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Wednesday, November 30, 2011


Number 1062


Felix steps out


Felix steps out into adventure. The stories starring the famous cat flow almost like a stream-of-consciousness. Otto Messmer, who did these Felix comics, had a way of telling a simple story that appealed to children. In "Rainbow's End" Felix walks out of his house with one dollar in his piggy bank to buy food, and then enters a world of nursery rhyme and fairy tale characters, with a pot of gold at the end of a rainbow. Messmer told a very breezy tale. He did it over and over...and over and over and over...you get the picture. Felix stories didn't change much over the years.

Something I remember about reading these stories as a young child was feeling a sense of wonder. I loved stories that had pots of gold (or Uncle Scrooge's money bin), because they could trigger fantasies of wealth. Wow, what I could do with a pot of gold! I could buy all the comic books on the spinner rack and not just two with my paltry 25¢ allowance.

From Felix the Cat #1, 1948:












Craig Yoe's fantastic collection, Felix the Cat: The Great Comic Book Tails, with many other beautifully drawn Felix adventures like this from Dell Comics, is still available from YoeBooks! All of Craig's books get my highest recommendation.

"If you're looking to spend some Christmas dough, you can't go wrong with Yoe!"

9 comments:

Mykal said...

"If you're looking to spend some Christmas dough, you can't go wrong with Yoe!"

Very nice! And I agree!

What fantastic Messmer in this story - much more richly detailed than a lot of his work. For me, looking at Messmer is like reviewing the prototype for bigfoot comics. Just beautiful.

Mykal said...

Oh, and you've struck upon an interesting point: The greatness of a Messmer story is the connection it made with children. Today, so many adult critics only consider Barks and Stanley worthwhile from the kids' comics genre, while masters like Messmer and many others are sniffed over for having simplistic, "childish" stories. Well, duh! These comics were meant for children, not middle-aged frustrated critics!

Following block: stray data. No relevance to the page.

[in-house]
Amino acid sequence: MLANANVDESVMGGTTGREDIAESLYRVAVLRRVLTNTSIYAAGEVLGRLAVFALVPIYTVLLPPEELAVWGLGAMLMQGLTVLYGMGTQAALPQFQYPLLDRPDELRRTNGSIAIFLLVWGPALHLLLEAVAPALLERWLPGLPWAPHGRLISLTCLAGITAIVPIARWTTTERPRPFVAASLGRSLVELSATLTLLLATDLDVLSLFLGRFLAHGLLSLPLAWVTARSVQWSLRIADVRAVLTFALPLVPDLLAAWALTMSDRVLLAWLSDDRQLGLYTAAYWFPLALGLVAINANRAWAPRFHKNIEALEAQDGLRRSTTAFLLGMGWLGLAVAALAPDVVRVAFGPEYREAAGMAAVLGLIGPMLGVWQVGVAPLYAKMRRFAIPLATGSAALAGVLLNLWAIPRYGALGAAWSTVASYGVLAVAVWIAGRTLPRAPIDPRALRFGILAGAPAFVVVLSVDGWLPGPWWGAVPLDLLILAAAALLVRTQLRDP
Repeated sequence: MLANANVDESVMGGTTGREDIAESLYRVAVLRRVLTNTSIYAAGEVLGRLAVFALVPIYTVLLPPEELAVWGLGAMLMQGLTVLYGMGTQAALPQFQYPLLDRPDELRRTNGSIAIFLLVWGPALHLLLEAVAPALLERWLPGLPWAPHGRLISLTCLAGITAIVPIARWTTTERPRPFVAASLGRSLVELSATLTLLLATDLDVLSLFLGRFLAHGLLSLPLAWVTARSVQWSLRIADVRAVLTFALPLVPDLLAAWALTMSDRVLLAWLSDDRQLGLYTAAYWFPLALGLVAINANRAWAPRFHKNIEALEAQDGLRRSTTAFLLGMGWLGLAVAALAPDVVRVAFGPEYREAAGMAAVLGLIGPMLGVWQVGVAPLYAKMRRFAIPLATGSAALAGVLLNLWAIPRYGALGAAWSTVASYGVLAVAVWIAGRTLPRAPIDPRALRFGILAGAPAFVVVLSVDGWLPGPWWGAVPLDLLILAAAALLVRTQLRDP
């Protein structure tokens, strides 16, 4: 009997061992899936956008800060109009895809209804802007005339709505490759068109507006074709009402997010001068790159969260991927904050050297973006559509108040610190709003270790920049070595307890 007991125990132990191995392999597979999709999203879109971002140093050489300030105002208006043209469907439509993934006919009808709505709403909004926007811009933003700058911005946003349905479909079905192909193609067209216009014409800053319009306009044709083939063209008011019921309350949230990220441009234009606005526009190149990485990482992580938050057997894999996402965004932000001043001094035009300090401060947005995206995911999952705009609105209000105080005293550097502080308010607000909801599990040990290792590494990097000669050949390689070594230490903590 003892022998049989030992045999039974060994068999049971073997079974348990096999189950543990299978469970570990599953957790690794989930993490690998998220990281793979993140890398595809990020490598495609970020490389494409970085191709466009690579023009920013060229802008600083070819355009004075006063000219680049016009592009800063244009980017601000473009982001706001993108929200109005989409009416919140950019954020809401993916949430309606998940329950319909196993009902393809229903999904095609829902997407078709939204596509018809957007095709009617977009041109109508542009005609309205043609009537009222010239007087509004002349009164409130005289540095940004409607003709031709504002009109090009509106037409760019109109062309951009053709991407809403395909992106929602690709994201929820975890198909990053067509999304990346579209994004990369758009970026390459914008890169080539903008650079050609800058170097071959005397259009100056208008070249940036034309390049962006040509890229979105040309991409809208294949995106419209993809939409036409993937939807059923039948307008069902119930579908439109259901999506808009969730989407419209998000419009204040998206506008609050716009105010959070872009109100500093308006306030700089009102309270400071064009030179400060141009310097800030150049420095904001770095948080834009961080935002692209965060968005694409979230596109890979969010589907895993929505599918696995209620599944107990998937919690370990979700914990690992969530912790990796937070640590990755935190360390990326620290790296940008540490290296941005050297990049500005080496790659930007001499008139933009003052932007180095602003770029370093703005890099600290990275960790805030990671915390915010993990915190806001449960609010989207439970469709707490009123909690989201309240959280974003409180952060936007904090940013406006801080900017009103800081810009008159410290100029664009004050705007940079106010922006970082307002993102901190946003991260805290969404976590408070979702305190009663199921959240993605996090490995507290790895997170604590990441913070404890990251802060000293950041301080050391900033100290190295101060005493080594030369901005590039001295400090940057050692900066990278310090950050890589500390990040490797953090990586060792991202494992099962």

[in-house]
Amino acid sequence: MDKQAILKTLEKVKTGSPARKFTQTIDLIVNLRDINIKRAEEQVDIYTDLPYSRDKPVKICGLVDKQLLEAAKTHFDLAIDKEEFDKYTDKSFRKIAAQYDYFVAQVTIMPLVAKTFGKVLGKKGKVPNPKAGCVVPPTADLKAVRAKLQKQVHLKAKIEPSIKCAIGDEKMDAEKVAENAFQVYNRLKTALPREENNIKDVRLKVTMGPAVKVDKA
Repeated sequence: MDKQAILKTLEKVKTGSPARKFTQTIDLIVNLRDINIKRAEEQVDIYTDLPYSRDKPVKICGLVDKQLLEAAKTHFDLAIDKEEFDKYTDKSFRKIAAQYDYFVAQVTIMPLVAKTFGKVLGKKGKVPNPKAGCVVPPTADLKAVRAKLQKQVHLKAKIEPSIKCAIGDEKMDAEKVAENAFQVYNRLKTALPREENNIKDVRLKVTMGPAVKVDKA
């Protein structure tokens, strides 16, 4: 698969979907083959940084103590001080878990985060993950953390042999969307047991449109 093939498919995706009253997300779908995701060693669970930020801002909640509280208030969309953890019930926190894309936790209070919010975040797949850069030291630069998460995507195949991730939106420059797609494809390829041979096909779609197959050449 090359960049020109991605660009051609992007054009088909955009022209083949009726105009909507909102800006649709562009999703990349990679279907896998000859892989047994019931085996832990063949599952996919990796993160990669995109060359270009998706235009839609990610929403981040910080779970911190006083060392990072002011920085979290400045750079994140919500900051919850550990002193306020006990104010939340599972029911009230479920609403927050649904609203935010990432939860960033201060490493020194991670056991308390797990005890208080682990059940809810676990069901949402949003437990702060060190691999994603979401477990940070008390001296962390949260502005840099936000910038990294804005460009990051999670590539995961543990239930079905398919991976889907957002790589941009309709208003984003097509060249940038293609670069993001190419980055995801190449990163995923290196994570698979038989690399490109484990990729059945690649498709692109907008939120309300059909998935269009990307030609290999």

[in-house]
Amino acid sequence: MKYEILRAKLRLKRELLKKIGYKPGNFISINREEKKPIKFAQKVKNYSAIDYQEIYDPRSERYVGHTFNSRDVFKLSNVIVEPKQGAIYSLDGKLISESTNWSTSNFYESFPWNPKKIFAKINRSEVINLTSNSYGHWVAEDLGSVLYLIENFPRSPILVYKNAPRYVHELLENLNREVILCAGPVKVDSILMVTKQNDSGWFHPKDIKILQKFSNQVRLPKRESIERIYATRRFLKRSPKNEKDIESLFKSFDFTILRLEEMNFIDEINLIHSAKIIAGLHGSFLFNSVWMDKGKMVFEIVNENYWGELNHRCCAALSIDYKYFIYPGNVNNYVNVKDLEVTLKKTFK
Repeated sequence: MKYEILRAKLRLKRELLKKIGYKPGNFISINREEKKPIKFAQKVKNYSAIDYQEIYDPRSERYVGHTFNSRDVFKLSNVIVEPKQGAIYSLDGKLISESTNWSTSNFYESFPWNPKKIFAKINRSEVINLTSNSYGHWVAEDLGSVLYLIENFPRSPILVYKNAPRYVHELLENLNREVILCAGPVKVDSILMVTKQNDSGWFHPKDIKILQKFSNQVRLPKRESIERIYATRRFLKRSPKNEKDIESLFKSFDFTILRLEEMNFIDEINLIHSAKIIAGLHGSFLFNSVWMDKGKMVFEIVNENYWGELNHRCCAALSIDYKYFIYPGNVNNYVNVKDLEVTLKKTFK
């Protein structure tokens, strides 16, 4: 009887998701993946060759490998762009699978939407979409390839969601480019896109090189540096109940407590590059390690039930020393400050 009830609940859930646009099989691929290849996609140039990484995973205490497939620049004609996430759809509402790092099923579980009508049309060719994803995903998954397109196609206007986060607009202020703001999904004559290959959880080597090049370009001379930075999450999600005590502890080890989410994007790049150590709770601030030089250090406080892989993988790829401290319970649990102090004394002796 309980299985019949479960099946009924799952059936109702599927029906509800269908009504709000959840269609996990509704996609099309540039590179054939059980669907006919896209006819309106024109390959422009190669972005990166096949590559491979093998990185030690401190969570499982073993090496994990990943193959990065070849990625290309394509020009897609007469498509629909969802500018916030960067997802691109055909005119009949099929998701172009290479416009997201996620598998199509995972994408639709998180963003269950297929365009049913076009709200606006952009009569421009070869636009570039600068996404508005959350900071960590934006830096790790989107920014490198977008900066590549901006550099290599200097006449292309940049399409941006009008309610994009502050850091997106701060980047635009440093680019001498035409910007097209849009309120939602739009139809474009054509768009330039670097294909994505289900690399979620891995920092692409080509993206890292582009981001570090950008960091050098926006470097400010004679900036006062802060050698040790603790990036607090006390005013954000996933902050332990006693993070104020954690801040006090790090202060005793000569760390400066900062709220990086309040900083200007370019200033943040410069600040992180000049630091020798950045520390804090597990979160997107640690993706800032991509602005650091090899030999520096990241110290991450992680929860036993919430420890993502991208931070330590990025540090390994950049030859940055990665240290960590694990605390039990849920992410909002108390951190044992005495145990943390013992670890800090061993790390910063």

Kirk said...

Even though I found that kind of amusing, I can't help but wonder if Otto didn't have a bit of a chip on his shoulder when it came to the opposite sex. Did you notice only the female characters were interested in the gold?

Pappy said...

Kirk, what can I say? Messmer did these stories in an era when women were housewives and moms or gold diggers, according to popular culture. I think Otto was just playing into the stereotypes of the era.

Pappy said...

Mykal, I find your comments so insightful. And you'd know. In your Big Blog of Kids' Comics, you present the real fun stuff, the comics that were intended for children, and appreciated by those of us who remember what it was to be a kid reading great comic books!

Mykal said...

Yet another one I'm jealous over. But, as you've noted, you have to get up pretty early to beat Pappy to the good comics!

Pappy said...

Mykal, it isn't the getting up early, it's the never sleeping!

Lily Strange said...

Aww, that was sweet! It also gave me a much-needed laugh. These old comix always remind me of my late dad. He had quite a little collection.

rnigma said...

The Felix TV cartoons really could have used Messmer's touch. This is the real Felix, who did not need a "bag of tricks."